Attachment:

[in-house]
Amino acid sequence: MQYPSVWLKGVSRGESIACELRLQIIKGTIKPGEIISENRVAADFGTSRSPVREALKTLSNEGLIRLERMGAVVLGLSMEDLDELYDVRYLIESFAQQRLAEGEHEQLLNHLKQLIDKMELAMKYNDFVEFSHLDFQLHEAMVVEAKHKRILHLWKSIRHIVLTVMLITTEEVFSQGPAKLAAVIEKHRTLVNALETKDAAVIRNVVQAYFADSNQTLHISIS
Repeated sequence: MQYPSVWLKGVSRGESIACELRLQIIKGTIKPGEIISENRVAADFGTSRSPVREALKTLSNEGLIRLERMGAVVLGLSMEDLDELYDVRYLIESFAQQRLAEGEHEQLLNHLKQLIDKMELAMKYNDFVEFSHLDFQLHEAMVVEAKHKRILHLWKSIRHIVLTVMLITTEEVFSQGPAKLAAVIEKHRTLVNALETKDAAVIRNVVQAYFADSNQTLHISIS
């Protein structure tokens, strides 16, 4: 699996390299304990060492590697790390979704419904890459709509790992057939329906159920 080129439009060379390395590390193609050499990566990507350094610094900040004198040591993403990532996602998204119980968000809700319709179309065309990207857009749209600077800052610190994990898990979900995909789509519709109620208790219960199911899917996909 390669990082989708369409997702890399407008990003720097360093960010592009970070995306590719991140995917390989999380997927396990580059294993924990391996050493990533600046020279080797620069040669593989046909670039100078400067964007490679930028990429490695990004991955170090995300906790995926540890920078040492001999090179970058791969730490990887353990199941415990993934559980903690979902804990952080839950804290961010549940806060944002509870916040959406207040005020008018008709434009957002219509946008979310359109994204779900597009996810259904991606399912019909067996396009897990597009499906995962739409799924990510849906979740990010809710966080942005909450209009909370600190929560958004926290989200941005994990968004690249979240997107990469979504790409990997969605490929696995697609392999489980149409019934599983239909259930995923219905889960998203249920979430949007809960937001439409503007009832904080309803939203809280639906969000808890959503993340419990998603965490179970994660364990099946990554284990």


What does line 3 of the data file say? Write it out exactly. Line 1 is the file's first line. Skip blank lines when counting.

Repeated sequence: MQYPSVWLKGVSRGESIACELRLQIIKGTIKPGEIISENRVAADFGTSRSPVREALKTLSNEGLIRLERMGAVVLGLSMEDLDELYDVRYLIESFAQQRLAEGEHEQLLNHLKQLIDKMELAMKYNDFVEFSHLDFQLHEAMVVEAKHKRILHLWKSIRHIVLTVMLITTEEVFSQGPAKLAAVIEKHRTLVNALETKDAAVIRNVVQAYFADSNQTLHISIS